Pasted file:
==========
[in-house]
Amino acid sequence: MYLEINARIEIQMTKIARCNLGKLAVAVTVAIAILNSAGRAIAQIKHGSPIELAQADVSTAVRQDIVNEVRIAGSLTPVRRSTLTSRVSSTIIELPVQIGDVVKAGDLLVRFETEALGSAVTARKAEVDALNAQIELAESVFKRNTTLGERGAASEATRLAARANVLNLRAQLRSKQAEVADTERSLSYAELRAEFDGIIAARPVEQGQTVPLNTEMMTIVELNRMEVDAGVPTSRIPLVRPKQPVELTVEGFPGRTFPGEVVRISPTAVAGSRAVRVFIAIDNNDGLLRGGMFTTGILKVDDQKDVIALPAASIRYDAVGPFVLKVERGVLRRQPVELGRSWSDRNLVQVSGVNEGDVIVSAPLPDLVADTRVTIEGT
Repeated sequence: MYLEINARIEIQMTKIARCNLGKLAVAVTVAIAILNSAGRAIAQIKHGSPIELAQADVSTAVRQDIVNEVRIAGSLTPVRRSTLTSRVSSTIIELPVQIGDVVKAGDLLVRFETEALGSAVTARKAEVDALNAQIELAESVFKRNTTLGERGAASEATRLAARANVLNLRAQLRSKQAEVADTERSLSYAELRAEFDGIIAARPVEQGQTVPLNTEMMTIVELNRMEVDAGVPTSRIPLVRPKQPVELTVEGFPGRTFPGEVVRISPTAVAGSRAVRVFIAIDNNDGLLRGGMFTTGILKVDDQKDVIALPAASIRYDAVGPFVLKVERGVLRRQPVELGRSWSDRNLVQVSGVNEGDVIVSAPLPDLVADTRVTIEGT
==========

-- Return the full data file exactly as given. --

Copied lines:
[in-house]
Amino acid sequence: MYLEINARIEIQMTKIARCNLGKLAVAVTVAIAILNSAGRAIAQIKHGSPIELAQADVSTAVRQDIVNEVRIAGSLTPVRRSTLTSRVSSTIIELPVQIGDVVKAGDLLVRFETEALGSAVTARKAEVDALNAQIELAESVFKRNTTLGERGAASEATRLAARANVLNLRAQLRSKQAEVADTERSLSYAELRAEFDGIIAARPVEQGQTVPLNTEMMTIVELNRMEVDAGVPTSRIPLVRPKQPVELTVEGFPGRTFPGEVVRISPTAVAGSRAVRVFIAIDNNDGLLRGGMFTTGILKVDDQKDVIALPAASIRYDAVGPFVLKVERGVLRRQPVELGRSWSDRNLVQVSGVNEGDVIVSAPLPDLVADTRVTIEGT
Repeated sequence: MYLEINARIEIQMTKIARCNLGKLAVAVTVAIAILNSAGRAIAQIKHGSPIELAQADVSTAVRQDIVNEVRIAGSLTPVRRSTLTSRVSSTIIELPVQIGDVVKAGDLLVRFETEALGSAVTARKAEVDALNAQIELAESVFKRNTTLGERGAASEATRLAARANVLNLRAQLRSKQAEVADTERSLSYAELRAEFDGIIAARPVEQGQTVPLNTEMMTIVELNRMEVDAGVPTSRIPLVRPKQPVELTVEGFPGRTFPGEVVRISPTAVAGSRAVRVFIAIDNNDGLLRGGMFTTGILKVDDQKDVIALPAASIRYDAVGPFVLKVERGVLRRQPVELGRSWSDRNLVQVSGVNEGDVIVSAPLPDLVADTRVTIEGT